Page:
wrinkles in time

Fast-Forward to Middle Age

Photo: My Mother’s Covered Belly; 1996; Courtesy of Edwynn Houk Gallery

A series investigating the effects of gravity on the female form.

Lately, I’ve been trying not to think about the wrinkles starting in on my chest. It’s not going so well. Aging is the perfect late-night preoccupation because there’s nothing that can be done, and it’s definitely happening. Other than change my mind about the efficacy of certain creams and supplements, all I can do is try to catch up, mentally, with the physical reality of my body. There are lines: deep, definite, irrevocable wrinkles. God knows what’s happening where I can’t see it.

People shake off delusions according to their own schedules, but for me it was childbearing that rid me of the mostly subconscious idea that my life would be lived on some trajectory of self-improvement. The illusion of progress can make up for so much! Had made up for so much, until recently. I think I had the sense that I’d not only grow more comfortable in my own skin as time wore on, but that my skin would get better, somehow, too. I imagined my 30s would take place in the Venn diagram overlap between self-acceptance and objective physical attractiveness. I figured that would coincide with a peak in earnings and maybe even career visibility —allowing me to, I don’t know, travel the country wearing expensive, well-tailored outfits, looking my best. Then, when I was 29, I had a baby.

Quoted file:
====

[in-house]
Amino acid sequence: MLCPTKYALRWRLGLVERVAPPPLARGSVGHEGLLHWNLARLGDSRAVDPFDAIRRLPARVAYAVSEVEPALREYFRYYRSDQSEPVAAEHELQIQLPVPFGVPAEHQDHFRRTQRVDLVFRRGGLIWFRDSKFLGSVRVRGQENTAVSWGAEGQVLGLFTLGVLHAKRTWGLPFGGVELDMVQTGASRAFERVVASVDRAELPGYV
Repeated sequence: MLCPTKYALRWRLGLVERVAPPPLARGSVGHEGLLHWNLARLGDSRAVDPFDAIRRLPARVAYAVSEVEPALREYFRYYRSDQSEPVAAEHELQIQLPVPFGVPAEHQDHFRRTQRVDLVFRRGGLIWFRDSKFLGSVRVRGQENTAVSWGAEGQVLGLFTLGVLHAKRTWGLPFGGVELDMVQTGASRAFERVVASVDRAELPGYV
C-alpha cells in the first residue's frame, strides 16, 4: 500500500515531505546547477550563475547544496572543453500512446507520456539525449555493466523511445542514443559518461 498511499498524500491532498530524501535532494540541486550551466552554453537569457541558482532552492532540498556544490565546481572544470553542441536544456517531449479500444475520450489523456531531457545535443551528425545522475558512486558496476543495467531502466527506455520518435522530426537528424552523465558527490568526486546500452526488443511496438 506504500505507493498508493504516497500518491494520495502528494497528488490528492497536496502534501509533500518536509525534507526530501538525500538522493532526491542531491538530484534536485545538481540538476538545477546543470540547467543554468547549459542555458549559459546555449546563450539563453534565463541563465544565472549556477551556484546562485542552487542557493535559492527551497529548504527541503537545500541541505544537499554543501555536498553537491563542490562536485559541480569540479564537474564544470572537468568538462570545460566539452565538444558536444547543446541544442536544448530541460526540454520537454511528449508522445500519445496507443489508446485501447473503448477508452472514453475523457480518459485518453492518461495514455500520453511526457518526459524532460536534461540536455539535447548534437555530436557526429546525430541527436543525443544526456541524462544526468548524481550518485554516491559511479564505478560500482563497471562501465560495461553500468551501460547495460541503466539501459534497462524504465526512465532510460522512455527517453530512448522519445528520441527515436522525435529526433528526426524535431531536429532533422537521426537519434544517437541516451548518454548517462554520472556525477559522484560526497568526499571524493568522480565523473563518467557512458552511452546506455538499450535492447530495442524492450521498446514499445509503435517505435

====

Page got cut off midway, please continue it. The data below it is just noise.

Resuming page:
Parenthood has given me the existential assuredness of a much-older woman. Or a much-older me. (Having a kid did settle, once and for all, the looming question of whether I would have a kid. No take-backs!) I’ve come to think of parenthood as an aging accelerant: It feels like I’ve leapt forward through time, arriving in a new life as if I’d been hurled there, and with more force than I might have preferred. Now, I’m dusting myself off, looking around, looking in the mirror, and feeling a little horrified. Other parents feel like peers now, and my peers all seem to be about 37.